Sep 17, 2009, 3:04 AM
Madam Itoro Eze Anaba, the focal person of the West African Human Rights Defenders Network (WARDHN) Anglophone West Africa, has called on states parties to comply with Article 9 of the Universal Declaration of Human and Peoples Rights, Article 19 of the International Covenant on Civil and Political Rights and Article 9 of the African Charter on Human and Peoples' Rights, as well as the provisions on freedom of expression enshrined in their respective constitutions.
"Freedom of Expression is a right recognised by international and regional human rights instruments and, particularly, by Article 9 of the African Charter on Human and Peoples' Rights, as well as by many African constitutions, which include provisions that guarantee and protect this right," she said.
Ms. Itoro Eze Anaba made this call recently at the 47th Ordinary Session of the African Commission on Human and Peoples' Rights, which is currently underway at the Liaco Atlantic Hotel in
She emphasised that freedom of expression, including the freedom of the press, is key to the development of any country, adding that it is important for the continent to take specific measures to ensure the protection and enjoyment of this right by all.
She also urged state parties concerned to conduct independent investigations on cases of violations relating to freedom of expression, and prosecute those found guilty of these violations.
"We would like to remind state parties that freedom of expression implies the right to receive and disseminate information, express one's views and also to criticise situations that run counter to the established standards, as far as human rights is concerned," she said.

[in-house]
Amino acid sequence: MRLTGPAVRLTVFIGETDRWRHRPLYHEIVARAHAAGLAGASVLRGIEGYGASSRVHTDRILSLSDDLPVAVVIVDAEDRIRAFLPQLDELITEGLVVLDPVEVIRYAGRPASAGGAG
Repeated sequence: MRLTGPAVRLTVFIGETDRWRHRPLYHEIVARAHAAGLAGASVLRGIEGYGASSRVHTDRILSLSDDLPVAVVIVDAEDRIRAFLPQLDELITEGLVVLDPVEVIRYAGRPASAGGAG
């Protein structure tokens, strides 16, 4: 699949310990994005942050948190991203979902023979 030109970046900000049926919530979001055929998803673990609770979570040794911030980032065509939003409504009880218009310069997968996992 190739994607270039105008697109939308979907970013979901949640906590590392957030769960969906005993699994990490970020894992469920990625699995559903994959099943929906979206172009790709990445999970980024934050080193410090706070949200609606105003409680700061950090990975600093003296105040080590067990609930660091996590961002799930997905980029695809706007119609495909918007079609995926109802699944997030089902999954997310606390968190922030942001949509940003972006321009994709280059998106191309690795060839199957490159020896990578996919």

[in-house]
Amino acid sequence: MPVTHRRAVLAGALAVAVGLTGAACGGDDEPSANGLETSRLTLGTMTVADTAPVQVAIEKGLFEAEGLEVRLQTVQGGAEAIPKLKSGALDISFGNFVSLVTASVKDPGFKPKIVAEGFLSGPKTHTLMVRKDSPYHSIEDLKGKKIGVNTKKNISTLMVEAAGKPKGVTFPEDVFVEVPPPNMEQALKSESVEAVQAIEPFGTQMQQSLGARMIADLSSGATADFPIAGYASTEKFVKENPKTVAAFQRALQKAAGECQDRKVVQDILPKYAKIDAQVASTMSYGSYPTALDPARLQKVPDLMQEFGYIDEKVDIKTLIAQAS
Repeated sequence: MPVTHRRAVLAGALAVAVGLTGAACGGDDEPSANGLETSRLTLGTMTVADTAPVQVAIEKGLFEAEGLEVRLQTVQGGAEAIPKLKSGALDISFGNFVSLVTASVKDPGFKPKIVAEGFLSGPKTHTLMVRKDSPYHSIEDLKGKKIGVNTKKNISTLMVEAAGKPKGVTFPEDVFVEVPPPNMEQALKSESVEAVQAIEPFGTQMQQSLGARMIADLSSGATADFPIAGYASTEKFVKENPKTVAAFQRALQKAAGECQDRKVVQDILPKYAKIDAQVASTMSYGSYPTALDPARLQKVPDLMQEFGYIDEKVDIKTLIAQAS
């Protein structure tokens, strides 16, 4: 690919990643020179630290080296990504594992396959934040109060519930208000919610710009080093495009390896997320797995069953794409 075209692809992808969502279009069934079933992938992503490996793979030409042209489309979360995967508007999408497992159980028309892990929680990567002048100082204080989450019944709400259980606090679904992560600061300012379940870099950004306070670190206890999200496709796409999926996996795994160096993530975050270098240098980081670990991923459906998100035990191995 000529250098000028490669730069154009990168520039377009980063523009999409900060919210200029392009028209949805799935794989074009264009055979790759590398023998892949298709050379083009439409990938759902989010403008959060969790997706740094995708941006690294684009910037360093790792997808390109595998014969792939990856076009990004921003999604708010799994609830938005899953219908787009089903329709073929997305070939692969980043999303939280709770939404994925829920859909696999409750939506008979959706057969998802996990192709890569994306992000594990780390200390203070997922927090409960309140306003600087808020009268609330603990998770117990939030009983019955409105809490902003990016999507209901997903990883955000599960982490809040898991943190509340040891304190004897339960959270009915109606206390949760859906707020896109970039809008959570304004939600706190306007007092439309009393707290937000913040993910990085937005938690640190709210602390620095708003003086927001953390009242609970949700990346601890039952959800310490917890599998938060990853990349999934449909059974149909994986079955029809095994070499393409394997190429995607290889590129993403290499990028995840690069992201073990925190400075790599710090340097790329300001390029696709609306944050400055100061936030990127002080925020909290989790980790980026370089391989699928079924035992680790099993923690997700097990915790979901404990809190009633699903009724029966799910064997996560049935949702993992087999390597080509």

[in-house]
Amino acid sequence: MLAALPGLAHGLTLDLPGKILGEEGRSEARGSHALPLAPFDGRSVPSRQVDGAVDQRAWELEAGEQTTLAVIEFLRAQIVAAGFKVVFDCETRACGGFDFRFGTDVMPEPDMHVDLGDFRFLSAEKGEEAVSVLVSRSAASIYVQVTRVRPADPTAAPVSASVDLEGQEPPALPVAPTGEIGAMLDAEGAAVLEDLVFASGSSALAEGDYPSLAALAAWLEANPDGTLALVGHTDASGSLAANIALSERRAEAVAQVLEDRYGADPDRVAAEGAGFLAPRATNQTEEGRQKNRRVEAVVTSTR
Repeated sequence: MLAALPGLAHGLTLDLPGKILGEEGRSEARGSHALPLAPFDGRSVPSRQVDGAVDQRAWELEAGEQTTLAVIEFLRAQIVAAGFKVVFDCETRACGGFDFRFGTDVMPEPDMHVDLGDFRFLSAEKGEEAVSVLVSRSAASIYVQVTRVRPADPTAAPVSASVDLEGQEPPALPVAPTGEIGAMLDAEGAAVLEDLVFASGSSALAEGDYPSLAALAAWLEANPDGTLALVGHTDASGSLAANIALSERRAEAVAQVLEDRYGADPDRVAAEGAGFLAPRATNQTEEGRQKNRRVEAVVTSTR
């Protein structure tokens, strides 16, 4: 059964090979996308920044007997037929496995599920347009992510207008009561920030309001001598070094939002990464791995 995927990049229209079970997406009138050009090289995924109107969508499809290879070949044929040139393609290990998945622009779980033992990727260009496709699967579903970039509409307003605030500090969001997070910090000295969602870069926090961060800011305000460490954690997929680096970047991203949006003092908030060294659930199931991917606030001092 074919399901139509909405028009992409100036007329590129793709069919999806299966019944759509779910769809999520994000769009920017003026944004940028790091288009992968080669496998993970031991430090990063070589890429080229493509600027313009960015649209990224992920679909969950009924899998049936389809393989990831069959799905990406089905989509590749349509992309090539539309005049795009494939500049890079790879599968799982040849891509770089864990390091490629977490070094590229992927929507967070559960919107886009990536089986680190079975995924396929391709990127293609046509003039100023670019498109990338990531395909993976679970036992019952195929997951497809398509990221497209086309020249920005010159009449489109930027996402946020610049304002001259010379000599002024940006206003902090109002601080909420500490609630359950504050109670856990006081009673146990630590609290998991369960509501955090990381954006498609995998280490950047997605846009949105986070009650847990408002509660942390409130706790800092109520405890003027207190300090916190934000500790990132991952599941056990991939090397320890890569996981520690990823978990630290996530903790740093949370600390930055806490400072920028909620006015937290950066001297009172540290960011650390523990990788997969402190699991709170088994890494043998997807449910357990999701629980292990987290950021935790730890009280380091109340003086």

"It follows, therefore, that whenever human rights are violated, one should be able to report those violations, to be heard by any authority who receives complaints and awards compensation.
Unfortunately, it is clear that in practice, the enjoyment of this right is not always effective and suffers from numerous violations, especially in cases involving journalists," she added.
In Guinea, she added, "secret detention of journalists is still ongoing with the recent detention incommunicado of Emmanuel Toumani Camara, a journalist who lived in N'Zerekore, a town in South Eastern Guinea, held secretly in December 2009, and subsequently, declared persona non grata in the region by the governorate of the region."
"The police have not been able to solve any of these cases, and many journalists now live in fear for their lives, particularly following receipt of death threats issued to Yusuf Ali of The Nation Newspaper, Olusola Fabiyi of the Punch Newspaper, Chuks Okocha of This Day and Gbenga Aruleba of Africa Independent television," she further stated.